Pride and Prejudice and Zombies: Sleepwalking, by Rudie Obias
There’s just something about mixing movie genres that can be really exciting. Movies like From Dusk Til Dawn and Never Let Me Go prove that striking a balance between two very different genres can bring out the best in both, revitalizing what we thought we had a handle on. Unfortunately, Pride and Prejudice and Zombies doesn’t fit as either a good Jane Austen adaptation or a zombie movie with tension and gore. However, it partially succeeds thanks in part to some of its charming cast.
Everything you need to know about Pride and Prejudice and Zombies (PPZ) comes from its title. It’s a somewhat-faithful adaptation of Jane Austen’s classic novel, only with zombies injected into the setting and plot. One of the most clever ways the film brings an audience into its world is during it’s opening credits sequence, which places our characters in a post-apocalyptic 19th Century where the undead threaten the way of life of Regency-era England. The movie follows Elizabeth Bennet (Lily James) and her family’s pursuit to marry her off into a successful and wealthy family, only to find that she’s perfectly independent, a skilled warrior, and an excellent zombie killer. She has potential suitors who try to “tame” her to their way of life, while she’s only concerned with her family and survival.
PPZ fails as a Jane Austen adaptation because it doesn’t seem to understand the satire or biting wit that comes from reading (or watching a good movie adaptation of) Pride and Prejudice. Its potential male suitors for Elizabeth or the Bennet daughters don’t have an ounce a charisma or personality that anyone could find pleasing. Instead, they’re superficially attractive and simply dark and brooding without any proper context or backstory. The clever satire on Old English way of life or aristocracy also seems to be completely missing from PPZ, as zombies and the way in which to slay them don’t quite mesh with the original (Jane Austen or Seth Grahame-Smith’s mashup). The wealthy study the Japanese martial arts to kill the undead, while the lower classes study Chinese Shaolin style. Neither are ever really pressed upon in the movie because the action is just hideous.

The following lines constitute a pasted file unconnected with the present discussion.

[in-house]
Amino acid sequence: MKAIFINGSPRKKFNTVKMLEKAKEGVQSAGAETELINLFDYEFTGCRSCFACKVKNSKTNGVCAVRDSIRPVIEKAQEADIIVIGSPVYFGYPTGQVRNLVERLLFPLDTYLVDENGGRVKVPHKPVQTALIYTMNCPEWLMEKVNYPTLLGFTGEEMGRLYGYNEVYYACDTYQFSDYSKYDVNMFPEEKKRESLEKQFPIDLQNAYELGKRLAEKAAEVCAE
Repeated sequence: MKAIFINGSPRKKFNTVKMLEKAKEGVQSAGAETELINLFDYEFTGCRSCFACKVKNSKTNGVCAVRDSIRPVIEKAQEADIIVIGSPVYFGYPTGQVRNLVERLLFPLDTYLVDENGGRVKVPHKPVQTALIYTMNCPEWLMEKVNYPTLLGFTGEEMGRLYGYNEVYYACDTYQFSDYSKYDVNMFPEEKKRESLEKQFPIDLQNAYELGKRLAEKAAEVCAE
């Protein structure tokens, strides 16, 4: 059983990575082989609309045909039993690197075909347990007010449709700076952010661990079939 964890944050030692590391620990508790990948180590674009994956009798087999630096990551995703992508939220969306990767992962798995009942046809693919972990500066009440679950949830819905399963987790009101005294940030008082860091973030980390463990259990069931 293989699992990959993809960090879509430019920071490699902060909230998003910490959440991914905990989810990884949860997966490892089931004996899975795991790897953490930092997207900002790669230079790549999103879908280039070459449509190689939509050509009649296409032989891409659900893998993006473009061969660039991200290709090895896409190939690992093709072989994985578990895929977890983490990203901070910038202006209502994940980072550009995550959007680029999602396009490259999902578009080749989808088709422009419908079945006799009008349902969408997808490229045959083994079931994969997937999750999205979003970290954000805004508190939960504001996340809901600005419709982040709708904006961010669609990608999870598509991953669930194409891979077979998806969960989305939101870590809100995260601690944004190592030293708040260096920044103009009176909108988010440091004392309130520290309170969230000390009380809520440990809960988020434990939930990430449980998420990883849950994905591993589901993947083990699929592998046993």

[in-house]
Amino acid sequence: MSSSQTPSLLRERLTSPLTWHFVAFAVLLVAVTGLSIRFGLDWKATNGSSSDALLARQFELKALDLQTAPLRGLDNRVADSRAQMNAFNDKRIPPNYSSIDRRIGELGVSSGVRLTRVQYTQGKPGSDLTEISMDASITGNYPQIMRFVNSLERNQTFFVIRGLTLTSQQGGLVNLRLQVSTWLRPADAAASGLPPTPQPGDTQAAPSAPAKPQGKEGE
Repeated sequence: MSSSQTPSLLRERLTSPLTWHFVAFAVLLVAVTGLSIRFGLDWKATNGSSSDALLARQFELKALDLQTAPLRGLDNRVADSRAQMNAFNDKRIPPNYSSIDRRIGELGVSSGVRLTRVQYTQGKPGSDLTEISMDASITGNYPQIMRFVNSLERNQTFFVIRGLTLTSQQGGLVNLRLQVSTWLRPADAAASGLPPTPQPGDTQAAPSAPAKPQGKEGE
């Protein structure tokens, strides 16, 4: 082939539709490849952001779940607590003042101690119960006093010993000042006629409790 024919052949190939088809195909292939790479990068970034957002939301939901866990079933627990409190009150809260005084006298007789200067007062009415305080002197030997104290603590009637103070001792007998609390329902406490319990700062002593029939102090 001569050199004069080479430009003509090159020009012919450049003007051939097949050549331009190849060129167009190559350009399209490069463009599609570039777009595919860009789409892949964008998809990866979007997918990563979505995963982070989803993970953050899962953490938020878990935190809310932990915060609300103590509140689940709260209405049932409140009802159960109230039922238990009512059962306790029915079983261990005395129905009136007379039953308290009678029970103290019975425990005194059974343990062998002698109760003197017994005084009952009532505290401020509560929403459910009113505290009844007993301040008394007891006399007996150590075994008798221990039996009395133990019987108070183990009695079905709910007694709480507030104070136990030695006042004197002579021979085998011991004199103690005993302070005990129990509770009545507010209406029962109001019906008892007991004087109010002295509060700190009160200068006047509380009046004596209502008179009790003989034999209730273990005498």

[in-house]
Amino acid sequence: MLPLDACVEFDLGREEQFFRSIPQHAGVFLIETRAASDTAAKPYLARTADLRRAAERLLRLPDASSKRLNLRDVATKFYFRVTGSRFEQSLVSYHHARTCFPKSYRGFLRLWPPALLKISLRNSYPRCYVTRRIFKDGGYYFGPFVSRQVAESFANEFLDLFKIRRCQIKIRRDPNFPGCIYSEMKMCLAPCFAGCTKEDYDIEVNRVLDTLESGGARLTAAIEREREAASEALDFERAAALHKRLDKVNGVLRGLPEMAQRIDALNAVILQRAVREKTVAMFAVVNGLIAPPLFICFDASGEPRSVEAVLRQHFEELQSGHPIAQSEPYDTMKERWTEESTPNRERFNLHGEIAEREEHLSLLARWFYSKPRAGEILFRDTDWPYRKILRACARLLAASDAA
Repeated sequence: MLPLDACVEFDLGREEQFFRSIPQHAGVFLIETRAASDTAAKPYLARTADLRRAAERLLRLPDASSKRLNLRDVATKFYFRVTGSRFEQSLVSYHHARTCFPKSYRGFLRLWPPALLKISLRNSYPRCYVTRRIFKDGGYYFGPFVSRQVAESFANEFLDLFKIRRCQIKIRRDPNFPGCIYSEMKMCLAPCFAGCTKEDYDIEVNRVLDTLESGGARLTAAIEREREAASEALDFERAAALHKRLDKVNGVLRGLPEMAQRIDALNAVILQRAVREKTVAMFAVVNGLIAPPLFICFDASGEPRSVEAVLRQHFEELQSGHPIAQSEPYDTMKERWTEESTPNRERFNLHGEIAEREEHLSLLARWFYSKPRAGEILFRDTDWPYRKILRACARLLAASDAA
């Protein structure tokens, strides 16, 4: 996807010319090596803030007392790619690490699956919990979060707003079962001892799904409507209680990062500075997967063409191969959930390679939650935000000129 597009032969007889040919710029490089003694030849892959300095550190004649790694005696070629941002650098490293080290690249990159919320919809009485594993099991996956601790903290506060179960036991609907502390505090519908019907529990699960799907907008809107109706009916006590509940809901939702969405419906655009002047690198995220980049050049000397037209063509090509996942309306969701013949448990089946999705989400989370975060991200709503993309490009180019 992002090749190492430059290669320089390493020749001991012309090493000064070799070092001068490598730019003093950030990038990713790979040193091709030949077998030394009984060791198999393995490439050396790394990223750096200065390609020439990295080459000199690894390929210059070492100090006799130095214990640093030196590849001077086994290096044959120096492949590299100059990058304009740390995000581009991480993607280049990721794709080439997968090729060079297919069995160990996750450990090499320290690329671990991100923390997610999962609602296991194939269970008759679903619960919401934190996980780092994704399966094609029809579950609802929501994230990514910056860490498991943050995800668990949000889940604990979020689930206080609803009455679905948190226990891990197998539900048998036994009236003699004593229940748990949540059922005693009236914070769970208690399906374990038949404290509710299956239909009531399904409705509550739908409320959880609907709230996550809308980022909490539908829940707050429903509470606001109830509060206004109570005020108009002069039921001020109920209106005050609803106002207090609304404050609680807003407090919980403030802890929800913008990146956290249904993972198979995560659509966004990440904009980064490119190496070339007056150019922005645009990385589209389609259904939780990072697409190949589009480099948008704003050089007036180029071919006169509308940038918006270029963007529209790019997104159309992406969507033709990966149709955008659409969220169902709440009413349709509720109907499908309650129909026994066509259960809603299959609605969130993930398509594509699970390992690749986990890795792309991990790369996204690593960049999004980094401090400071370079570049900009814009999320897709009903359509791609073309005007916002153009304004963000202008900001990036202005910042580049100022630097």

Directed by Burr Steers, PPZ also doesn’t succeed as a zombie movie because there is very little in the way of tension or a palpable threat. When you don’t feel that anyone in the main cast can die at any moment, then you completely fail as a zombie movie. With no blood and gore, Steers tries to be creative with the zombie kills with dumb point-of-view camera angles that just really come off as lazy and uninventive. All the action is hidden behind dark scenes and clumsy medium shots that it’s almost impossible to get any thrilling or excitement when zombies are threatening the living. The big question is: Why emphasize Asian martial arts style when you can’t see the beauty of it on the big screen?
One of the only real saving graces of PPZ is the magnificent Lily James. She was charming in last year’s Cinderella and she’s just as captivating and lovely in this movie. She’s a real star with a strong presence as Elizabeth Bennett. James makes PPZ tolerable and somewhat amusing, but almost everything around her just gets in the way. She’s much better than the movie she’s in, which is why it’s really frustrating when a movie has a good premise and interesting cast, but doesn’t capitalize on its wonderful elements. Matt Smith and Lena Headey also provide some points of interest as the potential suitor Mr. Collins and Lady Catherine de Bourgh, respectively, but there’s simply not enough of them in the movie to recommend it.
Pride and Prejudice and Zombies is slightly entertaining, while it doesn’t even live up to the title. Yes, there is some Pride and some Prejudice and a whole shit load of Zombies, but it’s only a very superficial and unexciting version of the genre mashup that was promised.